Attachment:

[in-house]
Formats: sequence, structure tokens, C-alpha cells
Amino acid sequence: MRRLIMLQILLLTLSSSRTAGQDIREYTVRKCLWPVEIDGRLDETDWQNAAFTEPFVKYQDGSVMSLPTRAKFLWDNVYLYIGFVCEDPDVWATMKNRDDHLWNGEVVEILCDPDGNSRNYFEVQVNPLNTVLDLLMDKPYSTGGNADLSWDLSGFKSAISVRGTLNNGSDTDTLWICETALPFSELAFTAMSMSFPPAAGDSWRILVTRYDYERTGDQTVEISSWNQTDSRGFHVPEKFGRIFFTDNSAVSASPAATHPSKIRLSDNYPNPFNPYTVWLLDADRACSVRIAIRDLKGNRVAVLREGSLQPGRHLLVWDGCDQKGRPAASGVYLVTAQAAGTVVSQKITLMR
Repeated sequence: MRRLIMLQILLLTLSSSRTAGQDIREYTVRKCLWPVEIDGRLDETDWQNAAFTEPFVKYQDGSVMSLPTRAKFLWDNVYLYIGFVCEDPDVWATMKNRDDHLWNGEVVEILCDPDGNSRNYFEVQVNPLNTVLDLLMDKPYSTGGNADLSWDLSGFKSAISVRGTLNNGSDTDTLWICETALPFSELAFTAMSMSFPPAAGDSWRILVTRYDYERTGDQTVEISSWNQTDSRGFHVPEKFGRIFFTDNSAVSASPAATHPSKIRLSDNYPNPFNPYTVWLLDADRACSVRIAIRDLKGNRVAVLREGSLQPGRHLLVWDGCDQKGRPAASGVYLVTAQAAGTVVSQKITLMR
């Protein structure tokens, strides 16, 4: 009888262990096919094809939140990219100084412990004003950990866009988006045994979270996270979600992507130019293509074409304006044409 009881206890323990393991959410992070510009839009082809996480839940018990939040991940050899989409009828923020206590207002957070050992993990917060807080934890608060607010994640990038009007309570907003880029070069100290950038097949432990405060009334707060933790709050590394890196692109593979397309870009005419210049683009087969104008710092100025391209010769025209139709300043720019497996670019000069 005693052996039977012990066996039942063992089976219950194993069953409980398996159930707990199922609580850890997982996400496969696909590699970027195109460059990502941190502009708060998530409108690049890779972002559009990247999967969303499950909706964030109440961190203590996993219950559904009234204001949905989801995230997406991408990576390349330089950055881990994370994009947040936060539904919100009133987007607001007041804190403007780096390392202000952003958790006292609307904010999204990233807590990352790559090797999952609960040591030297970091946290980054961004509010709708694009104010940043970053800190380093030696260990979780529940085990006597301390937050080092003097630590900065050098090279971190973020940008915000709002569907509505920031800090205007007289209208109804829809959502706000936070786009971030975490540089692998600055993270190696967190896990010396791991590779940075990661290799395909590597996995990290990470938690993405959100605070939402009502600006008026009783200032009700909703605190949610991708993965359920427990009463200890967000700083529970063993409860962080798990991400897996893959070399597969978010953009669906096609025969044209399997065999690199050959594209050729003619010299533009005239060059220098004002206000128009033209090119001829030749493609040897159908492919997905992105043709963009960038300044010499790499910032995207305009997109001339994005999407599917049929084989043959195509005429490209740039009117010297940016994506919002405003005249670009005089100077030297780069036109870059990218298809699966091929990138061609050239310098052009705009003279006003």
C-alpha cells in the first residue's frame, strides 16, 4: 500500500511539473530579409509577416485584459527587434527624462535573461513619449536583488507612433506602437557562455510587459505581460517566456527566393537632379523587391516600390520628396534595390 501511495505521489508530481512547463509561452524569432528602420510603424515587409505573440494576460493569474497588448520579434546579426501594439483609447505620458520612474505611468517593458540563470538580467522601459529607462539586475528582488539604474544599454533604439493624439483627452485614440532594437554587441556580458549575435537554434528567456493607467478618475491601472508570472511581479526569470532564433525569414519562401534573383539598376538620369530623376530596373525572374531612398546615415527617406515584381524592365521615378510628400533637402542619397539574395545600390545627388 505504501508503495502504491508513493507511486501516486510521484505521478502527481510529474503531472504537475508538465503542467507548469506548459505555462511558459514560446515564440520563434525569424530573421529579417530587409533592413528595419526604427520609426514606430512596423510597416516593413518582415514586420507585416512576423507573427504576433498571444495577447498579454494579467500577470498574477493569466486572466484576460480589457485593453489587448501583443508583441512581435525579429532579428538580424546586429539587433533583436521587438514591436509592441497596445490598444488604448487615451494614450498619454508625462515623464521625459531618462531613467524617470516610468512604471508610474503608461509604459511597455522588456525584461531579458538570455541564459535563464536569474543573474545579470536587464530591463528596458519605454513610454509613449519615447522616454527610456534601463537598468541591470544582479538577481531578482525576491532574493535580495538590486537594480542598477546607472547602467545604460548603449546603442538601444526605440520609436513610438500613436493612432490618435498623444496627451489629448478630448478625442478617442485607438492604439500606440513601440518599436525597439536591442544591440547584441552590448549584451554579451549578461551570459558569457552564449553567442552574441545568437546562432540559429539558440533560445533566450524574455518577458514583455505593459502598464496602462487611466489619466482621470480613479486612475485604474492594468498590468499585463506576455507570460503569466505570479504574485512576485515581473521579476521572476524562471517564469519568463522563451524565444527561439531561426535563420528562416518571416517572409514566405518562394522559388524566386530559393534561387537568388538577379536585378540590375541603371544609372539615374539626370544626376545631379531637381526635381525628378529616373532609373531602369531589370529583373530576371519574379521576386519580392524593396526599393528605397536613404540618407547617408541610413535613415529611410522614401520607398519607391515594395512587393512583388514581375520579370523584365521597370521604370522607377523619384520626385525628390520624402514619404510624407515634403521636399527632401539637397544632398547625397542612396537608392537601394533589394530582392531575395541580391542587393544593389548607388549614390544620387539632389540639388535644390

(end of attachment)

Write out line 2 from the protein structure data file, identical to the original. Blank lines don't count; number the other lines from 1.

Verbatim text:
Formats: sequence, structure tokens, C-alpha cells